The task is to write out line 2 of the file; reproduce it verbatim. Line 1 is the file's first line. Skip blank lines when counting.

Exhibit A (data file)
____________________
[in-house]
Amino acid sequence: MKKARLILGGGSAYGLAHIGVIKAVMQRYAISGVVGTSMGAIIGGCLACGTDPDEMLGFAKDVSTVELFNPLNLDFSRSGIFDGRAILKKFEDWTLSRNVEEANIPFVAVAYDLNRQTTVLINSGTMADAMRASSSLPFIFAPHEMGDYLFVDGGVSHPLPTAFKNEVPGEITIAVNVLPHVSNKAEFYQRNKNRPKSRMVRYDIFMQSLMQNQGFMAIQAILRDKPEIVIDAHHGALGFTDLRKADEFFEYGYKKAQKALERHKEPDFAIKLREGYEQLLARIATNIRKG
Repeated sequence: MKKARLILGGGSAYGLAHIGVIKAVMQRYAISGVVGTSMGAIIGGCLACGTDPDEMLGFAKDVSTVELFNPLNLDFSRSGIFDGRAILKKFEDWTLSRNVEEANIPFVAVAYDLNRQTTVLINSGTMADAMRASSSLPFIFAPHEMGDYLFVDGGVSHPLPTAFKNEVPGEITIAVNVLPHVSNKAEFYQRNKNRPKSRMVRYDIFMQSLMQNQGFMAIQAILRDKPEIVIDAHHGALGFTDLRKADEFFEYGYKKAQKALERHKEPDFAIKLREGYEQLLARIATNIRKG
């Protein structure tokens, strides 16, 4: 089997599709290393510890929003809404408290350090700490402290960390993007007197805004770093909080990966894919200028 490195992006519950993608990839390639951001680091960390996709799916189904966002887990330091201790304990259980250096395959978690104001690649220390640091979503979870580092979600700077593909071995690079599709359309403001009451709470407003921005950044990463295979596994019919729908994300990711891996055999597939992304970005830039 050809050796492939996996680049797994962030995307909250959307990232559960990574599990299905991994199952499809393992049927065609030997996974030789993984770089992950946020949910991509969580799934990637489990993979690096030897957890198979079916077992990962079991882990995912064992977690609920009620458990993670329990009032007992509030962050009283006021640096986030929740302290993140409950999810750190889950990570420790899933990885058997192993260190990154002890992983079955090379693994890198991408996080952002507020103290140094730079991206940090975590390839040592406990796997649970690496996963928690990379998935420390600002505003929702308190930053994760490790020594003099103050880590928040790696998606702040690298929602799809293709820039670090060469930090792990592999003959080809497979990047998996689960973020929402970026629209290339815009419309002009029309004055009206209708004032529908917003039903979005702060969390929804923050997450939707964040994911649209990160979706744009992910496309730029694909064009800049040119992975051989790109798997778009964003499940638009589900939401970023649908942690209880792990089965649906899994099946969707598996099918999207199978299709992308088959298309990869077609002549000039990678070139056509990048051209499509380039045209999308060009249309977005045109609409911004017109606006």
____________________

Amino acid sequence: MKKARLILGGGSAYGLAHIGVIKAVMQRYAISGVVGTSMGAIIGGCLACGTDPDEMLGFAKDVSTVELFNPLNLDFSRSGIFDGRAILKKFEDWTLSRNVEEANIPFVAVAYDLNRQTTVLINSGTMADAMRASSSLPFIFAPHEMGDYLFVDGGVSHPLPTAFKNEVPGEITIAVNVLPHVSNKAEFYQRNKNRPKSRMVRYDIFMQSLMQNQGFMAIQAILRDKPEIVIDAHHGALGFTDLRKADEFFEYGYKKAQKALERHKEPDFAIKLREGYEQLLARIATNIRKG